Time and again, I've clashed with friends and colleagues over the following question regarding the nature of authority and guiding U.S. security policy: who has the right to say what? The fact of the matter is that the explosion and reach of citizen journalism and commentary, made possible by the advent of the Internet, has unquestionably democratized the decision-making processes of the U.S. government.
First, it is important to note that it is simply impossible to overstate the complexities and nuances of U.S. foreign policy, the wars in Iraq and Afghanistan, hunting down al-Qaeda, or preventing nuclear terrorism, among other such issues of life and death. However, I believe that grounded, thoughtful and astute commentary on those very issues can be produced by any and all individuals making an effort to be engaged. And in a society that prides itself on equal opportunity, it is the writer's idea and insight, and not their affiliation or title, which will ultimately prevail. In fact, it turns out that the White House agrees with me, too.
In a major policy decision concerning international peace and security, the President decided to double-down on Afghanistan last December. Careful review and consultation with aides and advisors was not enough for Helene Cooper of the New York Times noted that the White House called in a number of Afghan experts from various Washington think tanks, along with influential columnists, bloggers, and, in the words of one expert, "everyone who has ever written an Op-Ed on Afghanistan" to give their views on the proposed build-up. Openness to new ideas, welcoming tough criticism, and instilling the need for constructive and civil debate are all hallmarks of the Obama Presidency.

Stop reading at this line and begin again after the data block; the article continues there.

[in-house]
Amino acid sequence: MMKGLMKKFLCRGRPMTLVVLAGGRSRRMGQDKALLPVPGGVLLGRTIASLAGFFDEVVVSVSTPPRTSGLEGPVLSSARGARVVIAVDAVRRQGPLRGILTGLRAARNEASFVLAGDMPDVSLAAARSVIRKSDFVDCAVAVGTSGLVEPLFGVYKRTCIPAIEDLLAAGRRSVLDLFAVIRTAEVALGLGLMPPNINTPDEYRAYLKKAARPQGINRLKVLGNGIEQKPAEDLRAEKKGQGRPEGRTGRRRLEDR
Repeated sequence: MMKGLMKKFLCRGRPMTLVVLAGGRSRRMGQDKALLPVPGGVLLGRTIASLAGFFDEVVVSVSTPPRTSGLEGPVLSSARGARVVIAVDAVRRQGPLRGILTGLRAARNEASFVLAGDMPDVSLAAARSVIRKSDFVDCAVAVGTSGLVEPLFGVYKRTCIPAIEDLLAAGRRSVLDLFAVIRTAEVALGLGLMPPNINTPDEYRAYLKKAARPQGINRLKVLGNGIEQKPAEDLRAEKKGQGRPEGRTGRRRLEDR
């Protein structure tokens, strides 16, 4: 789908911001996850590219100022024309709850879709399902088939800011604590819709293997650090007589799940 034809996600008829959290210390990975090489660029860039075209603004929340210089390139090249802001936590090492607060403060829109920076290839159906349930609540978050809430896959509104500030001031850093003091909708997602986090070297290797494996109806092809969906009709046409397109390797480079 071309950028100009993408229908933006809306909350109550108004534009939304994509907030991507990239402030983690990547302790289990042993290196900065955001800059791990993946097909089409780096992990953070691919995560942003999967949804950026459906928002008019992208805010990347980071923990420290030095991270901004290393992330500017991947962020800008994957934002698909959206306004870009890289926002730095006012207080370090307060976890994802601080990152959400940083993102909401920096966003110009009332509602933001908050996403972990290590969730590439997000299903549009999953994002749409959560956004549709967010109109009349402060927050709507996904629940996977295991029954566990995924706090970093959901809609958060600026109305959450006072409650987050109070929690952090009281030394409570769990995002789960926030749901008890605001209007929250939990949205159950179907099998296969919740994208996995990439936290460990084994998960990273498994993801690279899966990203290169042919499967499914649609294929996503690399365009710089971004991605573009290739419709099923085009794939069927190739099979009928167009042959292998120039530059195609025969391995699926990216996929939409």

Indeed, opinions outside the white walls are not garnered solely on issues of war and peace. Anne E. Kornblut and Michael A. Fletcher of the Washington Post reported earlier this year that Mr. Obama "looks for offbeat blogs and news stories, tracking down firsthand reporting and seeking out writers with opinions about his policies." An inquisitive President seeking reasoned citizen critique beyond the Washington cocoon represents the true nature of the democratic process, and should be both nurtured and celebrated; for his predecessor, need I remind you, relied heavily on his "gut."
Only ten years ago, before the accessibility of engaged and enlightened public opinion came to be, the authority of writing about issues of foreign policy, national security or the role of the military rested strictly in the hands of professors and scholars of international affairs, seasoned domestic and foreign correspondents, current and former public servants with decades of experience, and trusted allies of the President. Today, that isolated world of advice is democratizing. What was once off-limits to the majority of the body politic is now both fair-game and meritocratic; the most interesting, thoughtful and engaged thinkers and doers can have a hand in shaping real policies in real time. This is true whether you're a graduate student at Harvard Divinity School focusing on religion, ethics and politics, as I am, hoping to contribute to the critical debates of peace and security as we enter the 21st century, or you're a freshly-minted M.D. eager to contribute to the reformation of national healthcare. There is now an outlet for your cause.
Since America's founding, individuals have had to rely on Congress and the Senate to represent their collective needs, voices, and opinions. With public trust of Washington at an historic low, there is absolutely no excuse that justifies the lack of individual expression with regard to policies that affect or trouble you. You can be heard, but you have to want to be engaged, and it's as simple as that.
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